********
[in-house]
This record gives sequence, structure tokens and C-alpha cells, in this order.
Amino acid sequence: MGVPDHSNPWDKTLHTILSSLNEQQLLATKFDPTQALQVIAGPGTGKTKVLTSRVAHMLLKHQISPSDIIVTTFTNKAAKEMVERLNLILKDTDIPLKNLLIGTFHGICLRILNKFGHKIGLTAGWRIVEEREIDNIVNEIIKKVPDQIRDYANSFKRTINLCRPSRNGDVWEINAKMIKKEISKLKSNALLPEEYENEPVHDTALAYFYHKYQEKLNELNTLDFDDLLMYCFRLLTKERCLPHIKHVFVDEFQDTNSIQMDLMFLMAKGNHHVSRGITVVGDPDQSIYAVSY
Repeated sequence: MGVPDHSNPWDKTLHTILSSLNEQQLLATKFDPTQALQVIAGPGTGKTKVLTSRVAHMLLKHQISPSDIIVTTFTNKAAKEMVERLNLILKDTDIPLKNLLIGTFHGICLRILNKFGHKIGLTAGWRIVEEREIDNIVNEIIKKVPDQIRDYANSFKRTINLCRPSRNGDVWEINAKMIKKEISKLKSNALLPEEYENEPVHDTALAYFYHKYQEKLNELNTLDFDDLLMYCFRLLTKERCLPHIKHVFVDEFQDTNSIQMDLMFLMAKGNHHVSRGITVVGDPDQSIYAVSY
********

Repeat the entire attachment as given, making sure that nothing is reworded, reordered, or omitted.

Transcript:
[in-house]
This record gives sequence, structure tokens and C-alpha cells, in this order.
Amino acid sequence: MGVPDHSNPWDKTLHTILSSLNEQQLLATKFDPTQALQVIAGPGTGKTKVLTSRVAHMLLKHQISPSDIIVTTFTNKAAKEMVERLNLILKDTDIPLKNLLIGTFHGICLRILNKFGHKIGLTAGWRIVEEREIDNIVNEIIKKVPDQIRDYANSFKRTINLCRPSRNGDVWEINAKMIKKEISKLKSNALLPEEYENEPVHDTALAYFYHKYQEKLNELNTLDFDDLLMYCFRLLTKERCLPHIKHVFVDEFQDTNSIQMDLMFLMAKGNHHVSRGITVVGDPDQSIYAVSY
Repeated sequence: MGVPDHSNPWDKTLHTILSSLNEQQLLATKFDPTQALQVIAGPGTGKTKVLTSRVAHMLLKHQISPSDIIVTTFTNKAAKEMVERLNLILKDTDIPLKNLLIGTFHGICLRILNKFGHKIGLTAGWRIVEEREIDNIVNEIIKKVPDQIRDYANSFKRTINLCRPSRNGDVWEINAKMIKKEISKLKSNALLPEEYENEPVHDTALAYFYHKYQEKLNELNTLDFDDLLMYCFRLLTKERCLPHIKHVFVDEFQDTNSIQMDLMFLMAKGNHHVSRGITVVGDPDQSIYAVSY